McDowell remains stout-hearted
GRAEME McDOWELL sure has revelled in the atmosphere at Olympic, especially the support he has received from a massive number of fans from the Emerald Isle.
"I think there's more Irish men here than in Ireland," he quipped.
McDowell then uttered the quote of US Open week when asked what the fans had shouted at him. "There were plenty of references to Guinness or drinking pints," he responded, shaking his head with mock concern. "People are stereotyping me. They're under the illusion that I like a good cold beer!"
Then he chuckled and said: "The fans really keep me going and we've got some really good friends in this town. I might have a couple of cold pints of Guinness in Johnny Foley's with them on Sunday night, if things go well. And if they don't, I'll probably do the same thing!"
Cool $1.4m prize for
US Open winner
THE purse for this year's US Open was unveiled over the weekend. For the second year in succession, the prize fund stands at $8m with the winner receiving the same $1.440m cheque as Rory McIlroy at Congressional last June. Yet this is $90,000 greater than Graeme McDowell's $1.35m first prize at Pebble Beach in 2010.
Harrington finds a
new mutual friend
IT really is a small world.
Padraig Harrington played yesterday's final round with Hunter Hamrick, a 22-year-old American making his first appearance in a Major at Olympic. Indeed, he only decided to turn professional after coming through US Open qualifying.
Not much common ground there, you might imagine.
Wrong! Hamrick was, until recently, a college team-mate of top Irish amateur Paul Dunne from Greystones at the University of Alabama, Birmingham -- Graeme McDowell's alma mater. Indeed, Dunne and Hamrick (above) played together in the NCAA Championships just a fortnight back. The paths of Harrington and Dunne crossed during clinics the three-times Major champion regularly gives to Ireland's elite amateurs.
Red, white and blue
brigade annoy Lowry
SHANE LOWRY succinctly said what many Irish golf enthusiasts may have felt as they hunkered down to watch the US Open come to a climax on Sky at the weekend.
As Lee Westwood surged into contention in a tie for fourth place with Saturday's superb third round 67, Lowry (above) tweeted: "Here we go now. Sky won't stop talking sh**e about Westwood for the next 24 hours."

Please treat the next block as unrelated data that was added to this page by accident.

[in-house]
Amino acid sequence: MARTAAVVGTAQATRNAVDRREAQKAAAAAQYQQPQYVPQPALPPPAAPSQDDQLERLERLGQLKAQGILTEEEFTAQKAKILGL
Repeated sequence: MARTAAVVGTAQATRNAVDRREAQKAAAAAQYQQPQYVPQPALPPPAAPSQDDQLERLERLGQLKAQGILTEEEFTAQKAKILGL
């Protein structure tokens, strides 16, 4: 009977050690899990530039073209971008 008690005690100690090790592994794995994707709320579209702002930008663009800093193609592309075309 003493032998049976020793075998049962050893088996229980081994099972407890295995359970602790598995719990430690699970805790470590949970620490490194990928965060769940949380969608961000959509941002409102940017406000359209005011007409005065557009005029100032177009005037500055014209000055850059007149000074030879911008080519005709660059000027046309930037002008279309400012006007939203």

The sad thing about the 'Red, White and Blue' tinted spectacles worn by some (but certainly not all) Sky golf commentators is that they risk colouring the opinion of neutrals towards splendid performers -- like Westwood.
For example, when Lowry was asked, as a pro, how he rates the Worksop star, he tweeted: "Probably the best tee-to-green player out there at the minute.
Again, on Saturday evening, he explained: "I tipped Westwood from the start and still think he can do it ... but obviously want GMac to win."
Furyk laughs off
HOW typical -- 48 hours after describing Jim Furyk as 'a plodder', Graeme McDowell ends up tied for the lead with the ever-steady American and playing with him in the final group in yesterday's final round.
McDowell was at pains to explain over the weekend that the word had been uttered with the greatest respect.
Furyk smiled: "I don't know what his definition is but Graeme actually saw me in the locker room and said 'I don't know what they told you in the press room but I meant everything as a compliment and didn't want it to come across the wrong way'.
"I joked that I'd said some nice stuff about him but if I needed to retract it, I could always go back," added the 2003 US Open-winner.
"I like Graeme a lot and have a lot of respect for him and his game. I enjoy playing with him. Does that answer your question?"
Later asked what it is about his game which makes him so good at this event, Furyk quipped: "I'm a plodder!"